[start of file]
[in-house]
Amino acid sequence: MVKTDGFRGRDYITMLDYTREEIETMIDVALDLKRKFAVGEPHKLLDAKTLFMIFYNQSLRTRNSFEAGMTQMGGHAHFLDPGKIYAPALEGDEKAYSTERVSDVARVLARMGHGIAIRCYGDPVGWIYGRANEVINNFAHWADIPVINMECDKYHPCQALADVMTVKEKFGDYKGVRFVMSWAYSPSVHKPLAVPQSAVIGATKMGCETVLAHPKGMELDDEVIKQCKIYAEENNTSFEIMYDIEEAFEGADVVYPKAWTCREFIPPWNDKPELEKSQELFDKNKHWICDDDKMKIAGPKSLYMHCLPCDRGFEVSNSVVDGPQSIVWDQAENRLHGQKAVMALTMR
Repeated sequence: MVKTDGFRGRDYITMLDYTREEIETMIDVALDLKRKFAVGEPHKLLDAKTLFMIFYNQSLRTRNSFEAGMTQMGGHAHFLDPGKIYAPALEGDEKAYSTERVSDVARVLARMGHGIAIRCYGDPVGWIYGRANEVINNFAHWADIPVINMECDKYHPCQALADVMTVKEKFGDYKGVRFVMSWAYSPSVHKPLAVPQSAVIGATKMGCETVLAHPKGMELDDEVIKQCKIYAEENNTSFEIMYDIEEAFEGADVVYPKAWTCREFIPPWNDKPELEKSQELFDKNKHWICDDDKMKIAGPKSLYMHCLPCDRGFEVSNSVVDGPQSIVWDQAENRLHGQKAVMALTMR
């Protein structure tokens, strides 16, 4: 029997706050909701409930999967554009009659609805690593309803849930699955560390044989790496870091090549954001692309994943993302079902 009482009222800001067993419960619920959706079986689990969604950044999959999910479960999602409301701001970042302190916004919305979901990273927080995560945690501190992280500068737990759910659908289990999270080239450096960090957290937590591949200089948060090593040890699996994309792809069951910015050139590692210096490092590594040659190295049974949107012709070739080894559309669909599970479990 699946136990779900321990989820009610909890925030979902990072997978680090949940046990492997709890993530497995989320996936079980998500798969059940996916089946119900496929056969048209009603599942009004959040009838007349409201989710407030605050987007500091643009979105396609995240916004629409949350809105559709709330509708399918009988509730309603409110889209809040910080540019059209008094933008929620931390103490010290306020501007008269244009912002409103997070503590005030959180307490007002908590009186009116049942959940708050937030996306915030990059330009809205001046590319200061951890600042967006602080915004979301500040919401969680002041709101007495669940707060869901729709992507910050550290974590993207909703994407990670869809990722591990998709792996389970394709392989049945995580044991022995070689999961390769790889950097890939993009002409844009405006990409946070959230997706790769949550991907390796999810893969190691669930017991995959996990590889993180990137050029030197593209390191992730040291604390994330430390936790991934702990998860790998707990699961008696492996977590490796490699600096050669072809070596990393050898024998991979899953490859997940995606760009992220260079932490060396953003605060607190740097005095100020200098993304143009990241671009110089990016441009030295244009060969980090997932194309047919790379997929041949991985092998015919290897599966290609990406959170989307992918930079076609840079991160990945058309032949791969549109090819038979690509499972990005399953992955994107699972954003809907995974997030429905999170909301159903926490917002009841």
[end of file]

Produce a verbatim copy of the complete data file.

[in-house]
Amino acid sequence: MVKTDGFRGRDYITMLDYTREEIETMIDVALDLKRKFAVGEPHKLLDAKTLFMIFYNQSLRTRNSFEAGMTQMGGHAHFLDPGKIYAPALEGDEKAYSTERVSDVARVLARMGHGIAIRCYGDPVGWIYGRANEVINNFAHWADIPVINMECDKYHPCQALADVMTVKEKFGDYKGVRFVMSWAYSPSVHKPLAVPQSAVIGATKMGCETVLAHPKGMELDDEVIKQCKIYAEENNTSFEIMYDIEEAFEGADVVYPKAWTCREFIPPWNDKPELEKSQELFDKNKHWICDDDKMKIAGPKSLYMHCLPCDRGFEVSNSVVDGPQSIVWDQAENRLHGQKAVMALTMR
Repeated sequence: MVKTDGFRGRDYITMLDYTREEIETMIDVALDLKRKFAVGEPHKLLDAKTLFMIFYNQSLRTRNSFEAGMTQMGGHAHFLDPGKIYAPALEGDEKAYSTERVSDVARVLARMGHGIAIRCYGDPVGWIYGRANEVINNFAHWADIPVINMECDKYHPCQALADVMTVKEKFGDYKGVRFVMSWAYSPSVHKPLAVPQSAVIGATKMGCETVLAHPKGMELDDEVIKQCKIYAEENNTSFEIMYDIEEAFEGADVVYPKAWTCREFIPPWNDKPELEKSQELFDKNKHWICDDDKMKIAGPKSLYMHCLPCDRGFEVSNSVVDGPQSIVWDQAENRLHGQKAVMALTMR
């Protein structure tokens, strides 16, 4: 029997706050909701409930999967554009009659609805690593309803849930699955560390044989790496870091090549954001692309994943993302079902 009482009222800001067993419960619920959706079986689990969604950044999959999910479960999602409301701001970042302190916004919305979901990273927080995560945690501190992280500068737990759910659908289990999270080239450096960090957290937590591949200089948060090593040890699996994309792809069951910015050139590692210096490092590594040659190295049974949107012709070739080894559309669909599970479990 699946136990779900321990989820009610909890925030979902990072997978680090949940046990492997709890993530497995989320996936079980998500798969059940996916089946119900496929056969048209009603599942009004959040009838007349409201989710407030605050987007500091643009979105396609995240916004629409949350809105559709709330509708399918009988509730309603409110889209809040910080540019059209008094933008929620931390103490010290306020501007008269244009912002409103997070503590005030959180307490007002908590009186009116049942959940708050937030996306915030990059330009809205001046590319200061951890600042967006602080915004979301500040919401969680002041709101007495669940707060869901729709992507910050550290974590993207909703994407990670869809990722591990998709792996389970394709392989049945995580044991022995070689999961390769790889950097890939993009002409844009405006990409946070959230997706790769949550991907390796999810893969190691669930017991995959996990590889993180990137050029030197593209390191992730040291604390994330430390936790991934702990998860790998707990699961008696492996977590490796490699600096050669072809070596990393050898024998991979899953490859997940995606760009992220260079932490060396953003605060607190740097005095100020200098993304143009990241671009110089990016441009030295244009060969980090997932194309047919790379997929041949991985092998015919290897599966290609990406959170989307992918930079076609840079991160990945058309032949791969549109090819038979690509499972990005399953992955994107699972954003809907995974997030429905999170909301159903926490917002009841």